No Argument Here
Speaking in front of a crowd of people can be frightening but speaking in front of the best speech and debate coach in the state could be terrifying. According to J. Patrick Moss, who was recently named 2013 Mildred Hussey Coach of the Year, his students say that speaking in front of him is the worst.
“I can’t help it that I look like I could eat chairs,” Moss said. “I have 14 and 15-year-olds that walk into my class and are petrified. I do try to make them uncomfortable. I put them on stage, I turn the lights down and I sit there in front of them. But once they realize that nothing bad is going to happen, they see that they can do this.”
Moss is the coach of the Chase and East Rutherford high schools speech and debate programs.
“I have wanted to win (2013 Mildred Hussey Coach of the Year) for so many years. I have been nominated for the last seven years and I finally won this year. It is good to
be recognized, especially with running two programs,” Moss said. “I’m not the only one in the state that runs two programs but I do believe I am the only one in the state that runs two programs that are on separate locations.”
According to Moss, the award represents all of the forensic, speech and debate programs in the state of North Carolina and winning this amounts to being named the coach of the year for the state. The award is given based on nominations made by coaches. He was presented a plaque for the honor during the Tarheel Forensic League’s North Carolina State Tournament hosted by North Mecklenburg High School March 22-23.
Moss began coaching speech and debate at Chase High School in 2000.
“That first tournament we went to, I didn’t know what I was doing,” Moss said. “The first debate kids I had, I just told them to go in there and argue and it would be fine.”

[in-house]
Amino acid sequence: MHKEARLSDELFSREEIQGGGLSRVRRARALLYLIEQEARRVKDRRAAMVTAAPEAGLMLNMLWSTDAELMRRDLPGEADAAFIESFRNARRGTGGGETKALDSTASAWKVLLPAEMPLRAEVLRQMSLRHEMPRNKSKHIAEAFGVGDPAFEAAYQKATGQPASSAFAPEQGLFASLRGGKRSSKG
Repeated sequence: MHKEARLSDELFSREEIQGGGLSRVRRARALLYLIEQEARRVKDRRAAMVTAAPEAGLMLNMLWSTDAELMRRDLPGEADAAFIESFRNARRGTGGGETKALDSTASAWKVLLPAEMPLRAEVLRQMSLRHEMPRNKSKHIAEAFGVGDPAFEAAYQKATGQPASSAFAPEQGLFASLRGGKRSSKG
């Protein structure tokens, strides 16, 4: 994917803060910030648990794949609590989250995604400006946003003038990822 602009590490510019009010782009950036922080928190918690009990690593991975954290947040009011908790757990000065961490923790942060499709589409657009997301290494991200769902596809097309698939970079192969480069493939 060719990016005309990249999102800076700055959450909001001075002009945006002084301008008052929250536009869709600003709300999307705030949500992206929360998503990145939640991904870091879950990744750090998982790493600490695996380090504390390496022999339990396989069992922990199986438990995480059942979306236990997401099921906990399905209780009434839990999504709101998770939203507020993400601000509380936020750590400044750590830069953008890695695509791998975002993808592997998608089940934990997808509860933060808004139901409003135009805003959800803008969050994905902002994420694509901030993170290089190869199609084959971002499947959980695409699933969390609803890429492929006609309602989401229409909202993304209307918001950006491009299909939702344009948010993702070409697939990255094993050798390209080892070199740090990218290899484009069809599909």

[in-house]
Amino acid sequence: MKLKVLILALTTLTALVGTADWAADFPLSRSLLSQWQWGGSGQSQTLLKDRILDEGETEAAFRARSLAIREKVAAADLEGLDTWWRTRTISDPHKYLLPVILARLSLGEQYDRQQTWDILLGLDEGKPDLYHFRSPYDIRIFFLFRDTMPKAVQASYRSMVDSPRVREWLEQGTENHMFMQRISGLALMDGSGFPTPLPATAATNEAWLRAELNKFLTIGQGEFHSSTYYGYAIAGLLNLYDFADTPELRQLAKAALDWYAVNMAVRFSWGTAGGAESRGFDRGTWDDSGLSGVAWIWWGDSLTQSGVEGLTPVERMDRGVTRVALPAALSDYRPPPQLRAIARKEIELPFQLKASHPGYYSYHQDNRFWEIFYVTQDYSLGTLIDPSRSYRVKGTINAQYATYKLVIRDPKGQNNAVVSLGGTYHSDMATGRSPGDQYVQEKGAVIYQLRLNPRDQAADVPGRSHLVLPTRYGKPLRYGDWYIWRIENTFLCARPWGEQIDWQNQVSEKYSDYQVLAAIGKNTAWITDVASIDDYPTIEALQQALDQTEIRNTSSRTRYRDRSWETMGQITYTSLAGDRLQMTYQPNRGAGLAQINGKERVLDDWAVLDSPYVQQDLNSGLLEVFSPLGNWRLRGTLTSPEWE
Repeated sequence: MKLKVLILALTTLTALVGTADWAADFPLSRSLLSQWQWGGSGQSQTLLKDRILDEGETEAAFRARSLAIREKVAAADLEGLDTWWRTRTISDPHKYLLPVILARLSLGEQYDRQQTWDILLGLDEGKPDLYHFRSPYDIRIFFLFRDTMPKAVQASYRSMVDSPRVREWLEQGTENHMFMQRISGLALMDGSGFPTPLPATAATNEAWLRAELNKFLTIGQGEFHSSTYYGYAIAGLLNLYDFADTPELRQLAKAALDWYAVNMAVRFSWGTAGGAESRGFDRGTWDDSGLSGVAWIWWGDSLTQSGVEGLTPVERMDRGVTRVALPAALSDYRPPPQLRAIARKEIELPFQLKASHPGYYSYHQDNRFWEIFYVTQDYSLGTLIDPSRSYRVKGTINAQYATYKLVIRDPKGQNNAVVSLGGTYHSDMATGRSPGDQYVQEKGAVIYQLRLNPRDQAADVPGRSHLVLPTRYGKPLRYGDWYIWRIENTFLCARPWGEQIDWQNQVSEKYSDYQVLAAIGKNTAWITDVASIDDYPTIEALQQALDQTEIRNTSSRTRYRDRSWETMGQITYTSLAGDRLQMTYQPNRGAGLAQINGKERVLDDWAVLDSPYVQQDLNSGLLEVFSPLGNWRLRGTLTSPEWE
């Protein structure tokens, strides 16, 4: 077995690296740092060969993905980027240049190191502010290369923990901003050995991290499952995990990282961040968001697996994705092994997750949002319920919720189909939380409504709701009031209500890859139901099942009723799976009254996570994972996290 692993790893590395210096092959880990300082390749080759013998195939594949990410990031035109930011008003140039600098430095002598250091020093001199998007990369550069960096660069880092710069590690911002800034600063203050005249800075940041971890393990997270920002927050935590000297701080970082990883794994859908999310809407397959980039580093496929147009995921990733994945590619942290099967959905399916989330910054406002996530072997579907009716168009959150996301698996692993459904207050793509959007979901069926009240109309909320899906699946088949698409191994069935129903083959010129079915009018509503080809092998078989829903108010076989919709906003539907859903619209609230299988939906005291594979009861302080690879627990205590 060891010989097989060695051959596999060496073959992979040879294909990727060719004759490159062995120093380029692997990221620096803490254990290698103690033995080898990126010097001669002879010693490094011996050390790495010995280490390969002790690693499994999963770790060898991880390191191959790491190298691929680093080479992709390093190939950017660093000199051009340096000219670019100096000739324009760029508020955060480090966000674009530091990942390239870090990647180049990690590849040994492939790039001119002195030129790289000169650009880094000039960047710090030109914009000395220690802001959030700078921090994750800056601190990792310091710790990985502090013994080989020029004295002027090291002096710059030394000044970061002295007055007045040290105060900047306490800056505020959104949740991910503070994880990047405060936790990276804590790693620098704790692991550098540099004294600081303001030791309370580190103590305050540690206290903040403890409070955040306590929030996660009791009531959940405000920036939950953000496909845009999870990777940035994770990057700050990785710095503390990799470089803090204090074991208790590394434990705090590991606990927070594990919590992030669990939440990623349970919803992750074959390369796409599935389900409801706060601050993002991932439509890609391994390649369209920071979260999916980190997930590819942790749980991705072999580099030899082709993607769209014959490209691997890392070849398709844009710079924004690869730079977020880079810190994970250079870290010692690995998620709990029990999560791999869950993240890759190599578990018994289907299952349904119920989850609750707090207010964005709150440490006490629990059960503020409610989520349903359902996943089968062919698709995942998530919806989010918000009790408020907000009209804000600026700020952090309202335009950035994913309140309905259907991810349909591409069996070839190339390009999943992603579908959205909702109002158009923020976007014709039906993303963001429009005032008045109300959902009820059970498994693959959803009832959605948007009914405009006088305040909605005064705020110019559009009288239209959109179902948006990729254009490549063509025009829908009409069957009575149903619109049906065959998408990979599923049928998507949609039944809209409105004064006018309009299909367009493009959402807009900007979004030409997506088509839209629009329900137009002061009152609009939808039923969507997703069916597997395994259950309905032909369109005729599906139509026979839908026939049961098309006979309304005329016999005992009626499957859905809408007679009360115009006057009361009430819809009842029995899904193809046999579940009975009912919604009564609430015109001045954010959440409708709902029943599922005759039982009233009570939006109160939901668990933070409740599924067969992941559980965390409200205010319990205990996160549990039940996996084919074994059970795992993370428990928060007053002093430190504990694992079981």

Moss said it is only because he is competitive that he became the coach that he is today. He learned the ropes by attending other tournaments and judging. He began coaching at East Rutherford High School last year when a student requested that the school start a speech and debate program.
“Because the East program is so much smaller than the Chase program and the Chase program is so much more experienced, it’s not a case of like on Friday night where you go and it is all Trojans versus Cavaliers,” Moss said. “With us, it’s more like everybody realizes that we are the small schools versus the big schools and academies.”
Each school offers a speech and debate class as an elective and that is when the teams practice. Moss coaches them in a variety of categories including debate, interpretation and public speaking.
“People don’t understand just how broad it is. You have debaters and then you have different levels of those, so you have to teach novice, intermediate and advanced. Then you have the interpretation, which is basically acting, and in that there is duo, humorous and dramatic and there are different levels of that. Then there is public speaking which is the radio announcing and the original oratories that are done,” Moss said. “It’s like having three classes with three preps. But because it’s an elective, the kids want to be there. I am very strict and I demand a lot out of them. We work hard and play hard.”
Moss said one of his favorite parts about coaching is seeing his students’ progress.
“I like seeing when they start and they are not confident but I see that grain,” Moss said. “I see that potential to not necessarily become great performers, and many of them do become great performers, but just to become great students and great leaders. I enjoy the satisfaction of knowing that my kids are pleased and seeing their faces when they are happy.”
For Moss, winning this award was humbling because of other events in his life.
“Scott Bennett of Northwest Guilford High School won last year but I was not able to be at last year’s tournament because my dad passed the day of. That was tough. Winning was nice especially coming in on the tournament after my dad,” Moss said. “It was humbling in a big way because I know there are a lot of coaches that have a lot of respect for me and I have a lot of respect for them. It goes beyond the competition, you make friends. I’m also glad I could bring it home to Rutherford County.”